Wyeth, born in Wilmington, Delaware, was raised in Chadds Ford, Pennsylvania amidst a family enclave of accomplished artists. The family lineage of artists includes his grandfather N. C. Wyeth; his father Andrew; and aunts Carolyn, Henriette, and Ann. Jamie attended public school through sixth grade and then was home-schooled to fulfill secondary education requirements. From early childhood onward, Jamie’s talents were nurtured under the tutelage of his gifted family. His aunt Carolyn Wyeth was his first formal art teacher. His father Andrew assumed a less structured approach, offering him the creative freedom to work on whatever he chose but guided his work through constructive criticism.
When Jamie reached the age of seventeen, his father was so confident in his painting skills that he recommended him for his first portrait commission. Andrew, citing prior commitments, had declined a commission to paint the portrait of Helen Taussig, the renowned pediatric cardiologist, and recommended that Jamie be considered for the commission. Cardiologists who had been trained by Taussig raised the funds for the portrait. Following Andrew’s suggestion, they commissioned Jamie to undertake the portrait of their beloved mentor. He painted the portrait of Taussig in the summer of 1963 while she was at her vacation home on Cape Cod. From various accounts the sittings appear to have gone smoothly between artist and sitter but the unveiling of the finished portrait at Johns Hopkins was not well received.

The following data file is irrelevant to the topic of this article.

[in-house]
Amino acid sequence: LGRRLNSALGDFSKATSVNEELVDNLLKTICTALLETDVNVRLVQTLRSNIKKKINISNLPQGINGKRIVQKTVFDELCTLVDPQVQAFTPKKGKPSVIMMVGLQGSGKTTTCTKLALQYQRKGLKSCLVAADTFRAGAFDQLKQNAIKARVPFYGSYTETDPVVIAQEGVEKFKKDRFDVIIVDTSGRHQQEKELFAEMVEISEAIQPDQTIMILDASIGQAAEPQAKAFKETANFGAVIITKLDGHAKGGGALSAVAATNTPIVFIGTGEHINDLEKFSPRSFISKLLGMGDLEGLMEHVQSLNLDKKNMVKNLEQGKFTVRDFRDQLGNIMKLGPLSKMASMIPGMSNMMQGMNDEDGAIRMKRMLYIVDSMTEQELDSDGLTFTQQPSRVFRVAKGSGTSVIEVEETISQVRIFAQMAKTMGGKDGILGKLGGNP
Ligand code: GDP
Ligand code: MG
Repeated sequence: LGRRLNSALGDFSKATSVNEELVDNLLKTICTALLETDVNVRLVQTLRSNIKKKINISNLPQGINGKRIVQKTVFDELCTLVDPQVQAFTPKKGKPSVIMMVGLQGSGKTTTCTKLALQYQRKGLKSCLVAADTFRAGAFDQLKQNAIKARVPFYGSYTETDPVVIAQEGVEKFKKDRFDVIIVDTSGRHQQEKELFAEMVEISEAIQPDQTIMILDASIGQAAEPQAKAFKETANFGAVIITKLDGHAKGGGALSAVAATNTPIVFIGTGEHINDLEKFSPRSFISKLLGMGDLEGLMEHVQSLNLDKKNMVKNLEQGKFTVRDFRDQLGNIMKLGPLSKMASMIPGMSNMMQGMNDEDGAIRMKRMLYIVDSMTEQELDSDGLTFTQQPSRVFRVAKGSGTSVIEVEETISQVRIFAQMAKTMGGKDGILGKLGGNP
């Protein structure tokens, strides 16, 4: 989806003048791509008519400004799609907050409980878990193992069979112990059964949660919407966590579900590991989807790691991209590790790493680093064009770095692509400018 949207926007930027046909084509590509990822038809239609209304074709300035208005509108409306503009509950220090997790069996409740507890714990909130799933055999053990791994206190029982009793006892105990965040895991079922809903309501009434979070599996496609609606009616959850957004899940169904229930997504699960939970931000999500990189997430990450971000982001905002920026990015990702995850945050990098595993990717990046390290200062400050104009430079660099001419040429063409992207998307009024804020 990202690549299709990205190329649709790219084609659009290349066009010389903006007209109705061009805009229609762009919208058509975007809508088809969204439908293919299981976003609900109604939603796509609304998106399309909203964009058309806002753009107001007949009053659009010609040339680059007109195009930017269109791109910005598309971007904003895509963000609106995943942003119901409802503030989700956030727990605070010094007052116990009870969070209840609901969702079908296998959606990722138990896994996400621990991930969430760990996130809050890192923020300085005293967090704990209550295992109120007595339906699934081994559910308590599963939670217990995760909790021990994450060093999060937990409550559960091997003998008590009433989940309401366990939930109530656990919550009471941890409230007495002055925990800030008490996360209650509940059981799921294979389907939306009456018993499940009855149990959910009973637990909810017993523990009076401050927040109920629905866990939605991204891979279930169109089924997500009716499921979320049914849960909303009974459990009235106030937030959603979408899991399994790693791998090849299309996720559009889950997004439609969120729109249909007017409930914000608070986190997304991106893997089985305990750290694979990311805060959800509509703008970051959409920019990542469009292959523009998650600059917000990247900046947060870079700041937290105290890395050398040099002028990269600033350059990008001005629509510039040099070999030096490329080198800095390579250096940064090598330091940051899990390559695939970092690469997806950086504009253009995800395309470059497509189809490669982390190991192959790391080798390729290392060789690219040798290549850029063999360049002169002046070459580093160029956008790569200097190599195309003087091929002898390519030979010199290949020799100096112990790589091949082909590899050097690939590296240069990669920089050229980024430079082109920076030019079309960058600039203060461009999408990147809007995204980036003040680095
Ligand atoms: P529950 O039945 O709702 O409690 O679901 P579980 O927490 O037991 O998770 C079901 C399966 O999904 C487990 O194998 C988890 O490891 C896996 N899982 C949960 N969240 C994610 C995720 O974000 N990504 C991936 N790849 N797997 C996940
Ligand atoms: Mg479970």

In May 1964, the portrait was presented at a reunion of Taussig’s cardiology fellows. There was a collective gasp and even tears among the audience of former fellows who were jolted by the stark realism of the portrait. It seems that they had anticipated a portrait that would incorporate their fond vision of the sitter. Instead the artist had executed a vividly accurate portrayal of the subject that was untempered by feelings of warm and long acquaintance. Another aspect of this disconnect is generational. Although Jamie was a masterful painter at the age of seventeen, his perception of the aging sitter was through the eyes of an adolescent. Nevertheless, his vision of Taussig was psychologically insightful, depicting her resolute determination and strength of character.
Rather than have the Wyeth portrait installed at Johns Hopkins, the fellows turned the portrait over to Taussig. She appears never to have displayed it, but kept it carefully stored in her home. In 1986 after her death, her heirs donated the portrait to the school of medicine. The small band of former fellows who had commissioned the portrait then raised strenuous objections to having the portrait displayed. Richard Ross, a former fellow and also the dean at the time, worked to negotiate a peace agreement. The decision was to deposit the portrait in the medical archives at Johns Hopkins, where it would be installed and maintained by staff.
In 2014, the portrait made its public debut with the permission of the president of The Johns Hopkins University and the dean of the school of medicine in a retrospective exhibit devoted to the work of Jamie Wyeth. Organized by the Boston Museum of Fine Arts, the exhibit traveled to three additional venues: Brandywine River Museum of Art, Pennsylvania; San Antonio Museum of Art; and Crystal Bridges Museum of Art, Arkansas. From November 2015 to February 2016 the portrait appeared in Wyeth: Andrew and Jamie in the Studio which was organized by the Denver Art Museum.